John D. MacDonald’s Travis McGee character reflects on the arrogance of modernity in the 1973 novel, The Turquoise Lament.
“The idiot idea that we are the biggest, the greatest, the most powerful people who ever walked the earth. Know something? Think this over. I could take you to the high country of Peru, to a quarry area near Sacsahuaman, and show you where a particular block of stone was quarried and dressed, and I could show you that block of stone half a mile away. It was transported there during the time of the Incas. If, on the basis of national emergency, this nation were to be required to devote all its technological skills, all its wealth, and all its people to moving that block back to the quarry, we would try and we would fail, my friend. It weighs twenty thousand tons! Forty million pounds! The only time we ever move that much weight is when we let a vessel as big as the Monterey or the Mariposa slide down the ways at the shipyard, into the harbor! We have no cranes, no engines, no levers to budge that much mass. Do you think the Incas knew something mankind has since forgotten? Bet on it. Knowledge is the most priceless and most perishable substance on earth.’”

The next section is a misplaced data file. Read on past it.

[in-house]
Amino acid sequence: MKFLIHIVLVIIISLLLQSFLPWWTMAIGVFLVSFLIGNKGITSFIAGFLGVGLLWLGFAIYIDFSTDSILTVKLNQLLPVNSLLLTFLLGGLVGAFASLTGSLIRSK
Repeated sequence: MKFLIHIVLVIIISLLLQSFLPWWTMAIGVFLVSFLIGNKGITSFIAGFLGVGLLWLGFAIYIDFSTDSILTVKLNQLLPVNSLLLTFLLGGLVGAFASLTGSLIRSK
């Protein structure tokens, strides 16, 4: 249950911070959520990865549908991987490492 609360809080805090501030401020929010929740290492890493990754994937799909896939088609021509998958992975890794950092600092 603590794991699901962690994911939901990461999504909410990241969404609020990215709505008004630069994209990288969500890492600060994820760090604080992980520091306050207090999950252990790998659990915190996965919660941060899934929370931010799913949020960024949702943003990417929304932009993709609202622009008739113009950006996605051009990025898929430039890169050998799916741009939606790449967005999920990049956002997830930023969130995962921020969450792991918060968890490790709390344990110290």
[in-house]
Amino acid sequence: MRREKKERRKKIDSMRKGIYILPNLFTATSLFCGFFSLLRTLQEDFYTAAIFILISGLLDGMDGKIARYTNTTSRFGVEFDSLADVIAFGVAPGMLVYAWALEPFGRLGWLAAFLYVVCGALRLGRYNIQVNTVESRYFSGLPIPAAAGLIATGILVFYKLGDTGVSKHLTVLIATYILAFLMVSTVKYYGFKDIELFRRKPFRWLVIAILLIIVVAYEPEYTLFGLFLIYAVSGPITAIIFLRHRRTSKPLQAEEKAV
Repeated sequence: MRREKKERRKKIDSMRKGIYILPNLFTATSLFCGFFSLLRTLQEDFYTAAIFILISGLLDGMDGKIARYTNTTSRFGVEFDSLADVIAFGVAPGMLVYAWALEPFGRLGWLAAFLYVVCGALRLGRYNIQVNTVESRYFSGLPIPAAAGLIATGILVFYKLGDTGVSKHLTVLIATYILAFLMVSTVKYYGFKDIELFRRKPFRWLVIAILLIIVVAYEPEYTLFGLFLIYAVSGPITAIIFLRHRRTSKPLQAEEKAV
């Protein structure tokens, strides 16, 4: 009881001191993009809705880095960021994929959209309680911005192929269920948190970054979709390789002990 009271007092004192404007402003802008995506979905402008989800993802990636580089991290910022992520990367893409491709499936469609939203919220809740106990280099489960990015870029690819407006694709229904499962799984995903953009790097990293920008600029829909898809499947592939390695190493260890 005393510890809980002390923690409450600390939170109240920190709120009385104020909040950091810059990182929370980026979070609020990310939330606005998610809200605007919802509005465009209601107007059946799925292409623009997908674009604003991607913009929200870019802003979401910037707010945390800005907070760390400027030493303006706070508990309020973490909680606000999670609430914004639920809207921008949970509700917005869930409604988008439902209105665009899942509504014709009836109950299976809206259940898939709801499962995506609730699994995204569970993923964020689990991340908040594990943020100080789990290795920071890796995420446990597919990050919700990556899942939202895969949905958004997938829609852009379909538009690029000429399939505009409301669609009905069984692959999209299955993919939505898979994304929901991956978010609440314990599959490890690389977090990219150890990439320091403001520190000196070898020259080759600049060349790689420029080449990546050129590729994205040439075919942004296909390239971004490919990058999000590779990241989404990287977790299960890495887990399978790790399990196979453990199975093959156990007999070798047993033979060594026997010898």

“And I have thought it over, many times, and it always makes the back of my neck feel chilly. I’ve vowed that someday I will go look at that block of solid stone in the hope that if I see it once, I will stop thinking about how to move it back to the quarry whenever I wake up in the middle of the night” (Page 77)